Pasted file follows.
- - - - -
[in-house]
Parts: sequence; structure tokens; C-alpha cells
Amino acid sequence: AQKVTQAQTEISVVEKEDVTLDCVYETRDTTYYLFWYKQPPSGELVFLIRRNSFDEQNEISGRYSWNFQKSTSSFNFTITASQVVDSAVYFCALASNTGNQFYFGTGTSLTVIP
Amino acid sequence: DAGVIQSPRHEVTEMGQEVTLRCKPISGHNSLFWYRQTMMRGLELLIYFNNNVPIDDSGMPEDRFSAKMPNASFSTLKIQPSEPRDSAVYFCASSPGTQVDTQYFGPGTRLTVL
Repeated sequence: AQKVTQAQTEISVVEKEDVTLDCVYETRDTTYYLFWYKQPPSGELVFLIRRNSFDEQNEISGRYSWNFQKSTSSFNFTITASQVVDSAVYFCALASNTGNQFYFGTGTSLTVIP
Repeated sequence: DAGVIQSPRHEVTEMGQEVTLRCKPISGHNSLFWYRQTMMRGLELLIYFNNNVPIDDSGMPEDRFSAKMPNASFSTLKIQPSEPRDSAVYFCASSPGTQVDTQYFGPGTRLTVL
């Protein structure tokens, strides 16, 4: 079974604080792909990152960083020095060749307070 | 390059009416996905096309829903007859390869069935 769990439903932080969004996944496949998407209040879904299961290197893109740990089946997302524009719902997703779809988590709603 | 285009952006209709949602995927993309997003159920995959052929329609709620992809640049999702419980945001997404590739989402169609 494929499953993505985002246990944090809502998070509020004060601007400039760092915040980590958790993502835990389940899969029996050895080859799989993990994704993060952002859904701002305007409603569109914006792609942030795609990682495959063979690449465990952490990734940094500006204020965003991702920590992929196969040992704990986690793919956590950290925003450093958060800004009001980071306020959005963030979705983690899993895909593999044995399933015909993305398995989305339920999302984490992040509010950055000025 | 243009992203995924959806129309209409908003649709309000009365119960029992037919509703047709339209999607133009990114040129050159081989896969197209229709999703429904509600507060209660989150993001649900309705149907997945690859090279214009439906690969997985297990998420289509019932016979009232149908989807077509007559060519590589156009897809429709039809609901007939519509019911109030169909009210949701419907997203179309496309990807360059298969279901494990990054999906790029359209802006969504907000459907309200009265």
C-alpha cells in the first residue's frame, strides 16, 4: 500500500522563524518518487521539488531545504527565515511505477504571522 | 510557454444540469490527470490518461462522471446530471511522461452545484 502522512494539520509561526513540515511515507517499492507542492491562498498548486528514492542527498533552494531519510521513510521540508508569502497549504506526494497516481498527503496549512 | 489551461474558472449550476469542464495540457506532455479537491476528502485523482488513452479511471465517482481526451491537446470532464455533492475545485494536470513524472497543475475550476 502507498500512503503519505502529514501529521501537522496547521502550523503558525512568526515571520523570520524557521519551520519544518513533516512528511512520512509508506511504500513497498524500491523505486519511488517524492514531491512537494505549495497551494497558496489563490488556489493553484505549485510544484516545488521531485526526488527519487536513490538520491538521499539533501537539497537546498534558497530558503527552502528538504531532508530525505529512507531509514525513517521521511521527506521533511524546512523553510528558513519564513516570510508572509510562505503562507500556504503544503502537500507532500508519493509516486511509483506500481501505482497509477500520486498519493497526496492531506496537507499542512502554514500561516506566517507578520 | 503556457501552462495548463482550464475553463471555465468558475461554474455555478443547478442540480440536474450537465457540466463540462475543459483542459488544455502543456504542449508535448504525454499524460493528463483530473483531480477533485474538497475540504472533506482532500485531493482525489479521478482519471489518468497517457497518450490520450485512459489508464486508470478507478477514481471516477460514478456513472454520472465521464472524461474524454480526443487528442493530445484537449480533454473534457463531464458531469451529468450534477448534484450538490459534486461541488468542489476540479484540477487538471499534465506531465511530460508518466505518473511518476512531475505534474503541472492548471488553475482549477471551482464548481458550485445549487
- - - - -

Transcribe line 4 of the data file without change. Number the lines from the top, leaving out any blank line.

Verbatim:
Amino acid sequence: DAGVIQSPRHEVTEMGQEVTLRCKPISGHNSLFWYRQTMMRGLELLIYFNNNVPIDDSGMPEDRFSAKMPNASFSTLKIQPSEPRDSAVYFCASSPGTQVDTQYFGPGTRLTVL